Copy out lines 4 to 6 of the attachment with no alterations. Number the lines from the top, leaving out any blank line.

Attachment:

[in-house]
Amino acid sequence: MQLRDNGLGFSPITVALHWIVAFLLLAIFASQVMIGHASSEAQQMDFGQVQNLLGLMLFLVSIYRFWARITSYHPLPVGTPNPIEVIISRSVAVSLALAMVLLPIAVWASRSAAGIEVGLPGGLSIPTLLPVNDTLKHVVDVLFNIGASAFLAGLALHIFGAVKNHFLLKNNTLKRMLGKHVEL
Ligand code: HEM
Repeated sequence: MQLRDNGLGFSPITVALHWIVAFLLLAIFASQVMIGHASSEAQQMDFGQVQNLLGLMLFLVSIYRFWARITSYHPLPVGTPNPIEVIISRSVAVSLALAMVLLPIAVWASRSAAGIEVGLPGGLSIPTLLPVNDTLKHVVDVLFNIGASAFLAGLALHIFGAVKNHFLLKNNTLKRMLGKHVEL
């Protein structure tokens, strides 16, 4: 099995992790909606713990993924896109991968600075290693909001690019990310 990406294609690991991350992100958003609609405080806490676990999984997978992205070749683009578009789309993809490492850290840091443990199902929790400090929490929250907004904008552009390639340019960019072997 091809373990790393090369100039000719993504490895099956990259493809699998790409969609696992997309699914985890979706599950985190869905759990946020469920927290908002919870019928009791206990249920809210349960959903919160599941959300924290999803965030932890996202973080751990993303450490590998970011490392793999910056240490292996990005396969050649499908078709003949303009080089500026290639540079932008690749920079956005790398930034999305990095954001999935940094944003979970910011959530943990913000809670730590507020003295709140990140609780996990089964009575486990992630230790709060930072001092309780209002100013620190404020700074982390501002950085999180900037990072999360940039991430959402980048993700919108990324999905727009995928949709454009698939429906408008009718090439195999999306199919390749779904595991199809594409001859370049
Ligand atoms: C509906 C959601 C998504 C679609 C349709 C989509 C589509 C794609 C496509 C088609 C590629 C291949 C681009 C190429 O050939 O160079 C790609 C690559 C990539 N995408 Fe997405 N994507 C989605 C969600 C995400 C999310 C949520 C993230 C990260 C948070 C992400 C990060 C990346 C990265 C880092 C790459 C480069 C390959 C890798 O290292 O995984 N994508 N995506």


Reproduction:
Repeated sequence: MQLRDNGLGFSPITVALHWIVAFLLLAIFASQVMIGHASSEAQQMDFGQVQNLLGLMLFLVSIYRFWARITSYHPLPVGTPNPIEVIISRSVAVSLALAMVLLPIAVWASRSAAGIEVGLPGGLSIPTLLPVNDTLKHVVDVLFNIGASAFLAGLALHIFGAVKNHFLLKNNTLKRMLGKHVEL
């Protein structure tokens, strides 16, 4: 099995992790909606713990993924896109991968600075290693909001690019990310 990406294609690991991350992100958003609609405080806490676990999984997978992205070749683009578009789309993809490492850290840091443990199902929790400090929490929250907004904008552009390639340019960019072997 091809373990790393090369100039000719993504490895099956990259493809699998790409969609696992997309699914985890979706599950985190869905759990946020469920927290908002919870019928009791206990249920809210349960959903919160599941959300924290999803965030932890996202973080751990993303450490590998970011490392793999910056240490292996990005396969050649499908078709003949303009080089500026290639540079932008690749920079956005790398930034999305990095954001999935940094944003979970910011959530943990913000809670730590507020003295709140990140609780996990089964009575486990992630230790709060930072001092309780209002100013620190404020700074982390501002950085999180900037990072999360940039991430959402980048993700919108990324999905727009995928949709454009698939429906408008009718090439195999999306199919390749779904595991199809594409001859370049
Ligand atoms: C509906 C959601 C998504 C679609 C349709 C989509 C589509 C794609 C496509 C088609 C590629 C291949 C681009 C190429 O050939 O160079 C790609 C690559 C990539 N995408 Fe997405 N994507 C989605 C969600 C995400 C999310 C949520 C993230 C990260 C948070 C992400 C990060 C990346 C990265 C880092 C790459 C480069 C390959 C890798 O290292 O995984 N994508 N995506």